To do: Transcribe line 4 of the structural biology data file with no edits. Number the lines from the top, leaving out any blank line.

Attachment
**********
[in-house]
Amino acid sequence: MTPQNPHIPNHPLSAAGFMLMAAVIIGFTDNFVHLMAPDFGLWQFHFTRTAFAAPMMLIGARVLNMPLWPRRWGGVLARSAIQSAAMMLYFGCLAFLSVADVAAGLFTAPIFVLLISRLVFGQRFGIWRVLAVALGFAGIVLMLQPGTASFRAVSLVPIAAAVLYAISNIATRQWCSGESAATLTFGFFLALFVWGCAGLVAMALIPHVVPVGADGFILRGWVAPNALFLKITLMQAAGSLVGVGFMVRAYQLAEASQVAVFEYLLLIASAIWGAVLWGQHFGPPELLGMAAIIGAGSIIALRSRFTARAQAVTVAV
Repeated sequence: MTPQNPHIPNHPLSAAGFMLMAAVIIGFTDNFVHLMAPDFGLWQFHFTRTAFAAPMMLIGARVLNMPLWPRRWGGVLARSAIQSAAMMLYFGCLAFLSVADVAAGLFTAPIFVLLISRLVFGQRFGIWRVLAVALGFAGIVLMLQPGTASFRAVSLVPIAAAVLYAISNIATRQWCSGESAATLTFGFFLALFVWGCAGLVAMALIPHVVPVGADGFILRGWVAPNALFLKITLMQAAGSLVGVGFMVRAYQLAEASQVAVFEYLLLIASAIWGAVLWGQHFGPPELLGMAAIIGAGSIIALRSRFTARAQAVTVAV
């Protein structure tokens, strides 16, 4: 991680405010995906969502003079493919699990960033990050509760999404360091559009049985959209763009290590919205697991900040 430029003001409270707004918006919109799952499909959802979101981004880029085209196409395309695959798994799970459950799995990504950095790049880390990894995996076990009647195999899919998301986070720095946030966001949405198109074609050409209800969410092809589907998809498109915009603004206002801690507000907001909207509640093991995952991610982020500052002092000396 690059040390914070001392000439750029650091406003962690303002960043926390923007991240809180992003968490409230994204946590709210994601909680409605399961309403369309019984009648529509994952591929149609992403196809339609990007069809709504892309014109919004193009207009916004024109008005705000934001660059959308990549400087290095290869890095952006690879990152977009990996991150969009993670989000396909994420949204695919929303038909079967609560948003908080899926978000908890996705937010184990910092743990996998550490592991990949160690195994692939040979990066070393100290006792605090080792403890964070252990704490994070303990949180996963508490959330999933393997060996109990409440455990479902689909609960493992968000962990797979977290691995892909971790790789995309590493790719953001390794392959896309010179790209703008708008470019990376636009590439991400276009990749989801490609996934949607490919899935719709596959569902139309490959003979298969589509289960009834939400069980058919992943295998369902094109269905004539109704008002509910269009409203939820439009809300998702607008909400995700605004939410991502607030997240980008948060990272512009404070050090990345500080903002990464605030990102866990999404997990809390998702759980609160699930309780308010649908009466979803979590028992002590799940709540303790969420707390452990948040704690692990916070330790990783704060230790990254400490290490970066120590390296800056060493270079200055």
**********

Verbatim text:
């Protein structure tokens, strides 16, 4: 991680405010995906969502003079493919699990960033990050509760999404360091559009049985959209763009290590919205697991900040 430029003001409270707004918006919109799952499909959802979101981004880029085209196409395309695959798994799970459950799995990504950095790049880390990894995996076990009647195999899919998301986070720095946030966001949405198109074609050409209800969410092809589907998809498109915009603004206002801690507000907001909207509640093991995952991610982020500052002092000396 690059040390914070001392000439750029650091406003962690303002960043926390923007991240809180992003968490409230994204946590709210994601909680409605399961309403369309019984009648529509994952591929149609992403196809339609990007069809709504892309014109919004193009207009916004024109008005705000934001660059959308990549400087290095290869890095952006690879990152977009990996991150969009993670989000396909994420949204695919929303038909079967609560948003908080899926978000908890996705937010184990910092743990996998550490592991990949160690195994692939040979990066070393100290006792605090080792403890964070252990704490994070303990949180996963508490959330999933393997060996109990409440455990479902689909609960493992968000962990797979977290691995892909971790790789995309590493790719953001390794392959896309010179790209703008708008470019990376636009590439991400276009990749989801490609996934949607490919899935719709596959569902139309490959003979298969589509289960009834939400069980058919992943295998369902094109269905004539109704008002509910269009409203939820439009809300998702607008909400995700605004939410991502607030997240980008948060990272512009404070050090990345500080903002990464605030990102866990999404997990809390998702759980609160699930309780308010649908009466979803979590028992002590799940709540303790969420707390452990948040704690692990916070330790990783704060230790990254400490290490970066120590390296800056060493270079200055």